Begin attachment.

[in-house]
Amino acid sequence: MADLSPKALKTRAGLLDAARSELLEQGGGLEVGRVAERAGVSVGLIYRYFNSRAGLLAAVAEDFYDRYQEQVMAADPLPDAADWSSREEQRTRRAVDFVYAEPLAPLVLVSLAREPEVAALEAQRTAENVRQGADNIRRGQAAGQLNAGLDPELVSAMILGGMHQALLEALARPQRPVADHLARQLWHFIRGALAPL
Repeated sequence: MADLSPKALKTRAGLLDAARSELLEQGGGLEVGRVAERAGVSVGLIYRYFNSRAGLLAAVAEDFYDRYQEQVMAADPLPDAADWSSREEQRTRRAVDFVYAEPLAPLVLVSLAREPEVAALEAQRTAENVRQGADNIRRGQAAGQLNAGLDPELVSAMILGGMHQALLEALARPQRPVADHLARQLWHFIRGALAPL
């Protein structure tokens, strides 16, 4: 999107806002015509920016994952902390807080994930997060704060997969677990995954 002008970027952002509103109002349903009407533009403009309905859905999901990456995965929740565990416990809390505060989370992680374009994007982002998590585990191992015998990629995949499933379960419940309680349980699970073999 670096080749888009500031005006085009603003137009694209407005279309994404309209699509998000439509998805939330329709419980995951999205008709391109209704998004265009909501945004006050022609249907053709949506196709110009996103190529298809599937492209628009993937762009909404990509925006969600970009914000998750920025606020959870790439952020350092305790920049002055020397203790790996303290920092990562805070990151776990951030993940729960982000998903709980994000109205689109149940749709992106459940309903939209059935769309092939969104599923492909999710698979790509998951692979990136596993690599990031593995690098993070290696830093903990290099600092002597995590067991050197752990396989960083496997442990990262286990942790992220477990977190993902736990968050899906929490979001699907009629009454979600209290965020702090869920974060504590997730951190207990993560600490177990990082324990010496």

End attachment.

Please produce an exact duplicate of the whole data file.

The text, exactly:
[in-house]
Amino acid sequence: MADLSPKALKTRAGLLDAARSELLEQGGGLEVGRVAERAGVSVGLIYRYFNSRAGLLAAVAEDFYDRYQEQVMAADPLPDAADWSSREEQRTRRAVDFVYAEPLAPLVLVSLAREPEVAALEAQRTAENVRQGADNIRRGQAAGQLNAGLDPELVSAMILGGMHQALLEALARPQRPVADHLARQLWHFIRGALAPL
Repeated sequence: MADLSPKALKTRAGLLDAARSELLEQGGGLEVGRVAERAGVSVGLIYRYFNSRAGLLAAVAEDFYDRYQEQVMAADPLPDAADWSSREEQRTRRAVDFVYAEPLAPLVLVSLAREPEVAALEAQRTAENVRQGADNIRRGQAAGQLNAGLDPELVSAMILGGMHQALLEALARPQRPVADHLARQLWHFIRGALAPL
């Protein structure tokens, strides 16, 4: 999107806002015509920016994952902390807080994930997060704060997969677990995954 002008970027952002509103109002349903009407533009403009309905859905999901990456995965929740565990416990809390505060989370992680374009994007982002998590585990191992015998990629995949499933379960419940309680349980699970073999 670096080749888009500031005006085009603003137009694209407005279309994404309209699509998000439509998805939330329709419980995951999205008709391109209704998004265009909501945004006050022609249907053709949506196709110009996103190529298809599937492209628009993937762009909404990509925006969600970009914000998750920025606020959870790439952020350092305790920049002055020397203790790996303290920092990562805070990151776990951030993940729960982000998903709980994000109205689109149940749709992106459940309903939209059935769309092939969104599923492909999710698979790509998951692979990136596993690599990031593995690098993070290696830093903990290099600092002597995590067991050197752990396989960083496997442990990262286990942790992220477990977190993902736990968050899906929490979001699907009629009454979600209290965020702090869920974060504590997730951190207990993560600490177990990082324990010496």